"Freedom is sloppy. But since tyranny's the only guaranteed byproduct of
those who insist on a perfect world, freedom will have to do." -- Bigby Wolf
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Re: ":memory:" path does not seem to work on Windows anymore

Kirill Müller
On 30.05.2016 09:57, Stephan Beal wrote:

> On Mon, May 30, 2016 at 8:35 AM, Kirill Müller <[hidden email]>
> wrote:
>
>> I can't reproduce the issue on Windows with the current command-line
>> client, but it is real in our environment. How can I help you replicate it?
>> Thanks.
>>
>>
>> -Kirill
>>
>> On 26.05.2016 14:57, Kirill Müller wrote:
>>
>>> Hi
>>>
>>>
>>> In the R interface to SQLite [1], we observe that opening a database with
>>> ":memory:" does not work anymore on Windows (both 32- and 64-bit versions),
>>
> might it be a problem with the R wrapper? If it cannot be reproduced in the
> cli client then the wrapper is the most likely culprit.
>
The R wrapper is rather thin at this point, perhaps the build
environment is triggering this. It used to work with an older version of
SQLite, thoujgh. I'd be happy to run a bisection against SQLite, but I'm
having trouble finding intermediate amalgamation sources, and I'm not
really familiar with Fossil. I'd appreciate any pointers on bisecting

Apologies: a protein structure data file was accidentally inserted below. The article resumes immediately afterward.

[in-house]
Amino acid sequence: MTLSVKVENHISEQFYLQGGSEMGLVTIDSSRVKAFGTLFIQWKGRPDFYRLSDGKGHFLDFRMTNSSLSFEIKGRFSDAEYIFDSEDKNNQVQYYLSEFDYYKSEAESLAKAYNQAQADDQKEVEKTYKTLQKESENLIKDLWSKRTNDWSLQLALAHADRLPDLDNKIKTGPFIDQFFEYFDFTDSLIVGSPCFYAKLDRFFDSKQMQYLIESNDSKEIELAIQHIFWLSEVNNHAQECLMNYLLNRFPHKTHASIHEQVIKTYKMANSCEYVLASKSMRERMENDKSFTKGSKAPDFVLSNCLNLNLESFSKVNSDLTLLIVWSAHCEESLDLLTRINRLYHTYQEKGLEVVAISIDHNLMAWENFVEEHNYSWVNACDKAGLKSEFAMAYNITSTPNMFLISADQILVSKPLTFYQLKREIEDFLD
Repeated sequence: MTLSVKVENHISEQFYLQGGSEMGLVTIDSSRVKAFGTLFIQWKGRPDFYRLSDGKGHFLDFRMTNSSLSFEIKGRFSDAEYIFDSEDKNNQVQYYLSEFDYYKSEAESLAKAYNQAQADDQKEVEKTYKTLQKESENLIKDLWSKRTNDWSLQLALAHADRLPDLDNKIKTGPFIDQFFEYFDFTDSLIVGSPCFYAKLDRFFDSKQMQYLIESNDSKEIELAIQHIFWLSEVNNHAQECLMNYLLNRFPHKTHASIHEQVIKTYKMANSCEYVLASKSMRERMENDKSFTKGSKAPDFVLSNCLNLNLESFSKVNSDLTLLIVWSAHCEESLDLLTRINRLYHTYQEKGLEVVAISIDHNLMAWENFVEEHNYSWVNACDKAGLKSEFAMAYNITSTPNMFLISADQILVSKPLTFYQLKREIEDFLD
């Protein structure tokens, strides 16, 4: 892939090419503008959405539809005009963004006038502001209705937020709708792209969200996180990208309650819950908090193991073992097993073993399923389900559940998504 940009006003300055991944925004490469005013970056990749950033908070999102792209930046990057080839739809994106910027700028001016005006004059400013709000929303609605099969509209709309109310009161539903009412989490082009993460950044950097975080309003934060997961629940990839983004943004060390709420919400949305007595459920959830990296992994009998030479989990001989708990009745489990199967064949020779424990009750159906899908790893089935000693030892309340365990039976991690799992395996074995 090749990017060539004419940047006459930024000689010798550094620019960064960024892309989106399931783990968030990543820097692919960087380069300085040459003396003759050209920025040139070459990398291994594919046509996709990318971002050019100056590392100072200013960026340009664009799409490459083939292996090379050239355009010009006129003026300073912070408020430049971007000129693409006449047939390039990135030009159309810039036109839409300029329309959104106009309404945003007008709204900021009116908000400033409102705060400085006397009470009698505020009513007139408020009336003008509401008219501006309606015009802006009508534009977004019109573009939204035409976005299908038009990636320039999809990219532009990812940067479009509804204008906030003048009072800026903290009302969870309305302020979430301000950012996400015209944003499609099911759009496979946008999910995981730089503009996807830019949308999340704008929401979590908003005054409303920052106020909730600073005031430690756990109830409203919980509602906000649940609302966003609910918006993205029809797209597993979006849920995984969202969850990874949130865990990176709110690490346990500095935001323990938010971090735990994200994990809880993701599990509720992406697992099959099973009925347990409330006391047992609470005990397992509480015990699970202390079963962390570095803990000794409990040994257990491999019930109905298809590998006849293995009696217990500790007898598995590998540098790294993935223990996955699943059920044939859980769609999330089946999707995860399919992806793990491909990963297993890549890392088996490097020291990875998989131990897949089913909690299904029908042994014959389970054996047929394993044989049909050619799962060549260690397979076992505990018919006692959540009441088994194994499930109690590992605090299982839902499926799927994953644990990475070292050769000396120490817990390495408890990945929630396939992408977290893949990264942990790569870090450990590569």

SQLite. Thanks.


-Kirill
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Re: ":memory:" path does not seem to work on Windows anymore

Richard Hipp-3
On 5/30/16, Kirill Müller <[hidden email]> wrote:
>  I'd appreciate any pointers on bisecting
> SQLite. Thanks.

(1) Make sure you have tclsh 8.5 or later installed on your system, as
there are various TCL scripts that SQLite makefile needs to run in
order to build the amalgamation.

(2) Install Fossil.  You can either download the precompiled
stand-alone binary from https://www.fossil-scm.org/download.html and
put that binary somewhere on your $PATH, or you can compile the
stand-alone binary yourself, from sources.
(https://www.fossil-scm.org/fossil/doc/trunk/www/build.wiki)  Either
way, installing is just a matter of putting the "fossil" or
"fossil.exe" file on your $PATH or %PATH% and uninstalling is simply
deleting the binary.

(3) Clone the SQLite repo:  fossil clone http://www.sqlite.org/src sqlite.fossil

(4) Open a check-out on the SQLite repo:  fossil open sqlite.fossil

(5) Make sure you can build:  ./configure; make sqlite3.c

(6) Start the bisect:  "fossil bisect reset; fossil bisect good
version-3.11.0; fossil bisect bad trunk".  In place of
"version-3.11.0" and "trunk", substitute whatever tags and/or SHA-1